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Las Vegas supersized convention center expansion approved

The already-giant Las Vegas Convention Center (LVCC) is about to get even bigger, thanks to an expansion by Atlanta's tvsdesign. This week, the Las Vegas Convention and Visitors Authority Board of Directors approved tvsdesign to spearhead the $860 million addition, and after renovations, the exhibition hall will be North America's second-largest (top honors go to Chicago's McCormick Place). The firm is collaborating with Henderson, Nevada's TSK Architects, as well as Las Vegas's Simpson Coulter Studio, Carpenter Sellers Del Gatto Architects and KME Architects on the 1.4-million-square-foot design. The megaproject will proceed in phases. This phase, the LVCC District Expansion, is expected to be finished by the end of 2020, while a subsequent renovation of the existing 3.2-million-square-foot convention center will wrap in 2023. "What gets us out of bed in the morning is doing big, complex projects that are important and have a meaningful impact on people’s lives," said Rob Svedberg, tvsdesign principal, in a statement. "The Las Vegas Convention Center expansion is just that: big, intricate and positioned to deliver a positive impact on many lives. We are thrilled about the opportunity to create an iconic design for the world’s greatest convention city." tvsdesign is part of the design-build team selected this year to realize the $1.5 billion expansion of the Jacob K. Javits Convention Center in Manhattan. The firm also worked on the $585 million Music City Center in Nashville. Last year, 22,000 meetings, conventions and trade shows were held in Las Vegas. When it's complete, the larger LVCC is expected to attract 2 million visitors per year.
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Lendlease and Turner win $1.5 billion contract for Javits Center addition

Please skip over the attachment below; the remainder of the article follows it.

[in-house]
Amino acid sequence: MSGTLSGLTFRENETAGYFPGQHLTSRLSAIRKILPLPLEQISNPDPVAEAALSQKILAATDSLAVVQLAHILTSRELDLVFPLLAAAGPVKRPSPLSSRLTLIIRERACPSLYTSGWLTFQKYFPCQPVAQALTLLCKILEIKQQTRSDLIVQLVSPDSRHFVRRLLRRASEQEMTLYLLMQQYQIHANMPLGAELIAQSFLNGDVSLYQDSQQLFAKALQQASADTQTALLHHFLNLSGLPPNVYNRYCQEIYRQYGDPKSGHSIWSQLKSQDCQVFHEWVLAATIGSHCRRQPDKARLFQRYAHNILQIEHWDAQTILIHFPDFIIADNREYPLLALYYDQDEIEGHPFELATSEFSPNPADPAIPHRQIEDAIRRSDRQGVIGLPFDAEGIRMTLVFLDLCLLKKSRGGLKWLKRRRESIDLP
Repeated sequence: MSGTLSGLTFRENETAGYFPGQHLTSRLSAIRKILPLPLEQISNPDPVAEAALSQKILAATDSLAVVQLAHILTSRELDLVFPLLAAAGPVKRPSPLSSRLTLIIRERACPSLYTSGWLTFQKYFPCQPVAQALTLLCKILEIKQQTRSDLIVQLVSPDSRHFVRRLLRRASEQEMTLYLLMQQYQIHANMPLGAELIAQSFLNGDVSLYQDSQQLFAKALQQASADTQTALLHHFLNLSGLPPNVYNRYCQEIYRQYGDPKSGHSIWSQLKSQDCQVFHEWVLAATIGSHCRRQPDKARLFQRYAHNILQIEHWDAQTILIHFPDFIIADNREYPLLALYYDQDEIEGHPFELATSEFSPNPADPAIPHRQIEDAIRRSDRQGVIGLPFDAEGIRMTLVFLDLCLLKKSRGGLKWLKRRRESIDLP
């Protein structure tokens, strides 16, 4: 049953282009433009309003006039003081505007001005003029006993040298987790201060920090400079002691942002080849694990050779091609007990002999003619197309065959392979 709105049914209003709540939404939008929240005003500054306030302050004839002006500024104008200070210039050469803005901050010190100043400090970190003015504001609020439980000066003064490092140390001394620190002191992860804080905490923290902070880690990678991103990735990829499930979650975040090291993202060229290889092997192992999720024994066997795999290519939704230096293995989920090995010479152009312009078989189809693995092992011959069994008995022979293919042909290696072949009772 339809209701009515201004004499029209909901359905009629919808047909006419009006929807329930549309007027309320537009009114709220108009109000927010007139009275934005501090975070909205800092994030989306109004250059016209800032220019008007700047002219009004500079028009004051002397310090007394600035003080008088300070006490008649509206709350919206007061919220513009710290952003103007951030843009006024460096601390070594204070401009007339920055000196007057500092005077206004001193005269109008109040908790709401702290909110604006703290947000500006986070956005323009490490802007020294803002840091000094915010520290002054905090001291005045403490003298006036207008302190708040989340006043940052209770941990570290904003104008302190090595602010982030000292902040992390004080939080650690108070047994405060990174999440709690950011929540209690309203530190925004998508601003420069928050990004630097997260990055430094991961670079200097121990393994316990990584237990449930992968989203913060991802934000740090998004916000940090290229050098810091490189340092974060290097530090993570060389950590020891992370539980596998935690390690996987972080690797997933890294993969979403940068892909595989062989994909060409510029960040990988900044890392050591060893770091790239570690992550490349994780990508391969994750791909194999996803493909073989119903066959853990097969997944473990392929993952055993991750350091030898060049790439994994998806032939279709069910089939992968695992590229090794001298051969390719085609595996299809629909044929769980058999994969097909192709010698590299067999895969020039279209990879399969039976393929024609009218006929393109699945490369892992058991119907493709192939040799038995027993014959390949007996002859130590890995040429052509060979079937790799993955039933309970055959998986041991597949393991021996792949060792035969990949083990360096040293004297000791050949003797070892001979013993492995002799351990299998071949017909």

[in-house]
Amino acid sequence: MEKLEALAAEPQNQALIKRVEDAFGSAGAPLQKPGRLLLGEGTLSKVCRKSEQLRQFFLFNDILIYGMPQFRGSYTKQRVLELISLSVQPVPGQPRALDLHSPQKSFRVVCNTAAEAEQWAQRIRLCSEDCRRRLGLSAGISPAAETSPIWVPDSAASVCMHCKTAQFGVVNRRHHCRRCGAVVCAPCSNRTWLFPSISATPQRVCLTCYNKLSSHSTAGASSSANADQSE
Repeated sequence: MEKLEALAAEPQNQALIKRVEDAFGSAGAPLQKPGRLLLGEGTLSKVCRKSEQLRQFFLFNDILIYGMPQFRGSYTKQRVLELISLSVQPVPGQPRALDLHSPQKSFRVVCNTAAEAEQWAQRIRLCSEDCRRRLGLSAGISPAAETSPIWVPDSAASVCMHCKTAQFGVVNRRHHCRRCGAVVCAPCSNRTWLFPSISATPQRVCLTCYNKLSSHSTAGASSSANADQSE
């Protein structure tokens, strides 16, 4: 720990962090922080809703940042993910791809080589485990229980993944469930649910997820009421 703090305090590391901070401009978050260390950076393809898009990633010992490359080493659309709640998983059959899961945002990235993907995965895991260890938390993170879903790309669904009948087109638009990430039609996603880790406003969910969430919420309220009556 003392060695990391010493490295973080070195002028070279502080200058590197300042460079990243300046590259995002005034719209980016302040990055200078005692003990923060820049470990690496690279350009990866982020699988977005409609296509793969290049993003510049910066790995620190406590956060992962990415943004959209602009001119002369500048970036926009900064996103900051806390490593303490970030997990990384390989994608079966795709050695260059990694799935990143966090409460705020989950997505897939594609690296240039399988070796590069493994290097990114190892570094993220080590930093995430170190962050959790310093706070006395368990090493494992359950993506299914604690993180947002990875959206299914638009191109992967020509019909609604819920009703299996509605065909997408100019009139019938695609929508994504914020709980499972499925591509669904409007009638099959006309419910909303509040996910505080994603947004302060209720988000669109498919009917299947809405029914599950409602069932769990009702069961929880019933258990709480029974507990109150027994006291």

The long-awaited addition to the Jacob K. Javits Convention Center now has a design-build team. New York's Empire State Development (ESD) has selected Turner Construction and Lendlease, an Australian company, to design and develop a $1.5 billion expansion of the Javits Center, New York City's largest events space. Renovations will add 90,000 square feet of exhibition area, a 55,000-square-foot ballroom, 45,000 square feet of meeting rooms, an outdoor events pavilion that can hold up to 1,500 people, and a 6.75-acre green roof. In all, the new and old buildings will host a combined half-million square feet of exhibition space. ESD, the state economic development authority, owns the property, which hugs 11th Avenue between West 34th and West 40th streets on Manhattan's Far West Side. Crucially, improvements will re-route some 20,000 trucks off surrounding streets each year, a move that is expected to improve traffic and pedestrian flow in the immediate area. Faster loading and unloading will also free up 20 additional days for more events at what is now the United States' busiest convention center. When expansion plans were announced last yearGovernor Andrew Cuomo pegged costs at around $1 billion, though later estimates moved that figure higher. The state will pay $1 billion of the total cost, and the rest of the project will be bond-financed. Tishman Construction (an AECOM subsidiary) is overseeing the first phase of work to ready the site for a new building. That work began in September 2016, though at this time, there's no set construction timeline for the project overall.